Article

Are fixed-rate step tests medically safe for assessing physical fitness?

Jessa Hospital/Heart Centre Hasselt, Rehabilitation and Health Centre, Stadsomvaart 11, Hasselt, Belgium.
Arbeitsphysiologie (Impact Factor: 2.66). 03/2011; 111(10):2593-9. DOI: 10.1007/s00421-011-1886-3
Source: PubMed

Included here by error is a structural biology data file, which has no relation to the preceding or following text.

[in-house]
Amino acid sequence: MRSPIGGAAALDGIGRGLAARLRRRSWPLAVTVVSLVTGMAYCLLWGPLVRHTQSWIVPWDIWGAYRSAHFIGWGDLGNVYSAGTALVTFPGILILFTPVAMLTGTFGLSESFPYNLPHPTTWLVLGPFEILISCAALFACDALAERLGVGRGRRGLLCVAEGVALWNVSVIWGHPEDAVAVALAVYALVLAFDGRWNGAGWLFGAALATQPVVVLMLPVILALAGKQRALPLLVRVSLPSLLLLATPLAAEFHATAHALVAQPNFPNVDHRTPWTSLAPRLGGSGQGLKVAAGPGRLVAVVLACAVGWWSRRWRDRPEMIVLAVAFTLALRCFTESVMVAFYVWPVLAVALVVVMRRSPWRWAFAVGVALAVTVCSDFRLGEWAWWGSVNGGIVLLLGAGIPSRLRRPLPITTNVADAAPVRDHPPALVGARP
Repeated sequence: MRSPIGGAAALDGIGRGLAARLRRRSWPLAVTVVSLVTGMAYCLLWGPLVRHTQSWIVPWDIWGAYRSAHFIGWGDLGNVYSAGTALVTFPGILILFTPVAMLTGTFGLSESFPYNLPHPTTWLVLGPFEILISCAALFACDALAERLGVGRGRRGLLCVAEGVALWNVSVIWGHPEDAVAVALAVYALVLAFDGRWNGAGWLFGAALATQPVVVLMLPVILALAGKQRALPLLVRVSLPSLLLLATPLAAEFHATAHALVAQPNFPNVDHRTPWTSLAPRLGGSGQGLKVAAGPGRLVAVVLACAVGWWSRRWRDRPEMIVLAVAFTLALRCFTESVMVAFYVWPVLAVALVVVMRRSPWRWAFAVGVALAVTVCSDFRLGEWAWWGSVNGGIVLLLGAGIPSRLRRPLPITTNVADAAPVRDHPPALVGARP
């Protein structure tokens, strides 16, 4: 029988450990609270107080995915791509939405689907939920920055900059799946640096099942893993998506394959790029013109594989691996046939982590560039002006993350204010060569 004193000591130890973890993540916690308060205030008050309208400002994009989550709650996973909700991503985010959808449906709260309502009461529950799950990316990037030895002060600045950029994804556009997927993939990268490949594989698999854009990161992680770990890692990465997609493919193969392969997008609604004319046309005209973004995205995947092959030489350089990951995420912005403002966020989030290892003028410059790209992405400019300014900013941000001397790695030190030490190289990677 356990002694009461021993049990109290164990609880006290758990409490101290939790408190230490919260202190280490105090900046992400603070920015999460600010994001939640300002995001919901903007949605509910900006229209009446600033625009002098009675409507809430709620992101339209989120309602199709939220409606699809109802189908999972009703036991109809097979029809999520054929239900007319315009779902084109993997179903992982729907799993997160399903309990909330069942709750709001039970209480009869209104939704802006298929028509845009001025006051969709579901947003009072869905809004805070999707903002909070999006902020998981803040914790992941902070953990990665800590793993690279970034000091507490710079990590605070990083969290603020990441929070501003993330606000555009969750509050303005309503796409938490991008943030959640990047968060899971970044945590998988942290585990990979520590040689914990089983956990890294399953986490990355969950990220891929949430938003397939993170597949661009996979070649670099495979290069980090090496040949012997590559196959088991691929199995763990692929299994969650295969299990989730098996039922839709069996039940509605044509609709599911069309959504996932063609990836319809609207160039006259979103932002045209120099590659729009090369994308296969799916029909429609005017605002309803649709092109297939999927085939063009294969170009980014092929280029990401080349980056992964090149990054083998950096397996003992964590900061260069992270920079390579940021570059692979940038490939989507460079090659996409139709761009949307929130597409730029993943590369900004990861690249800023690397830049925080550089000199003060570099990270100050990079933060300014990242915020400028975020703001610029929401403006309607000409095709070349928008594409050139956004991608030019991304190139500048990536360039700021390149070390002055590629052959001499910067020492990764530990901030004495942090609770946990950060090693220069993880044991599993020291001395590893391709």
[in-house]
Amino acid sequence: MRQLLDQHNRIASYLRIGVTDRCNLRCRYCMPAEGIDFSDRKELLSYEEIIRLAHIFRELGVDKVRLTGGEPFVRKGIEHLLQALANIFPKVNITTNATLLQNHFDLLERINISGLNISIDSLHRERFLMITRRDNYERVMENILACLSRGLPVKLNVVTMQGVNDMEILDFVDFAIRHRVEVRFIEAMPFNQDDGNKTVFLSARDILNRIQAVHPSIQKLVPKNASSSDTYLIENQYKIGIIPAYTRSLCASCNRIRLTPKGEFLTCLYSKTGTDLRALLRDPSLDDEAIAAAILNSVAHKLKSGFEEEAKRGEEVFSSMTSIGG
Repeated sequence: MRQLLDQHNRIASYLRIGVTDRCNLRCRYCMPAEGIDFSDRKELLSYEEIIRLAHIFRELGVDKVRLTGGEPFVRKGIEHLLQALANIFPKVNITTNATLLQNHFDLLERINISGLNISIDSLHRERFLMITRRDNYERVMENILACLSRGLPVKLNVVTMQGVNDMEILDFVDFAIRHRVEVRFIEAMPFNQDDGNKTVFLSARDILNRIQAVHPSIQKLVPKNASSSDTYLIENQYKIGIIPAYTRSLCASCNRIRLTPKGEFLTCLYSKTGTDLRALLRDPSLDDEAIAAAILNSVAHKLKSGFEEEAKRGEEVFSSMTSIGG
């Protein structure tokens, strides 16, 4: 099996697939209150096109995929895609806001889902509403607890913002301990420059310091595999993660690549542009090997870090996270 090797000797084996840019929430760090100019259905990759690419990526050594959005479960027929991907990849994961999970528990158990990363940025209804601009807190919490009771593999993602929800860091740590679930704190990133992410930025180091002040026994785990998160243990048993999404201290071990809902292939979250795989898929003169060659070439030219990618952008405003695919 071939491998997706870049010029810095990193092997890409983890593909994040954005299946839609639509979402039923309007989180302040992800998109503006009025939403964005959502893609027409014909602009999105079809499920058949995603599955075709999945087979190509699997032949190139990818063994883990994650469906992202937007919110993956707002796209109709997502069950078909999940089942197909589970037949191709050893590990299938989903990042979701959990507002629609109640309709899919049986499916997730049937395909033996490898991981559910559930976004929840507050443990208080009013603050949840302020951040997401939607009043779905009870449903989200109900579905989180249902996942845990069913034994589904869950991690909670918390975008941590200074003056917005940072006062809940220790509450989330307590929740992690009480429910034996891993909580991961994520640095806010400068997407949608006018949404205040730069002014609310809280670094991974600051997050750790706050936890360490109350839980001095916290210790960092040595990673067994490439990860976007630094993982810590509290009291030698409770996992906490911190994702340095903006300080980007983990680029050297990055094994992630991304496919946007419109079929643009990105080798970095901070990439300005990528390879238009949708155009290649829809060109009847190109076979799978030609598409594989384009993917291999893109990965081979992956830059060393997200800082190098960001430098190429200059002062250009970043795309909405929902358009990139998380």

ABSTRACT Maximal oxygen uptake (VO(2max)) can be predicted by fixed-rate step tests. However, it remains to be analyzed as to what exercise intensities are reached during such tests to address medical safety. In this study, we compared the physiological response to a standardized fixed-rate step test with maximal cardiopulmonary exercise testing (CPET). One hundred and thirteen healthy adults executed a maximal CPET on bike, followed by a standardized fixed-rate step test 1 week later. During these tests, heart rate (HR) and VO(2) were monitored continuously. From the maximal CPET, the ventilatory threshold (VT) was calculated. Next, the physiological response between maximal CPET and step testing was compared. The step test intensity was 85 ± 24% CPET VO(2max) and 88 ± 11% CPET HR(max) (VO(2max) and HR(max) were significantly different between CPET and step testing; p < 0.01). In 41% of the subjects, step test exercise intensities >95% CPET VO(2max) were noted. A greater step testing exercise intensity (%CPET VO(2max)) was independently related to higher body mass index, and lower body height, exercise capacity (p < 0.05). Standardized fixed-rate step tests elicit vigorous exercise intensities, especially in small, obese, and/or physically deconditioned subjects. Medical supervision might therefore be required during these tests.

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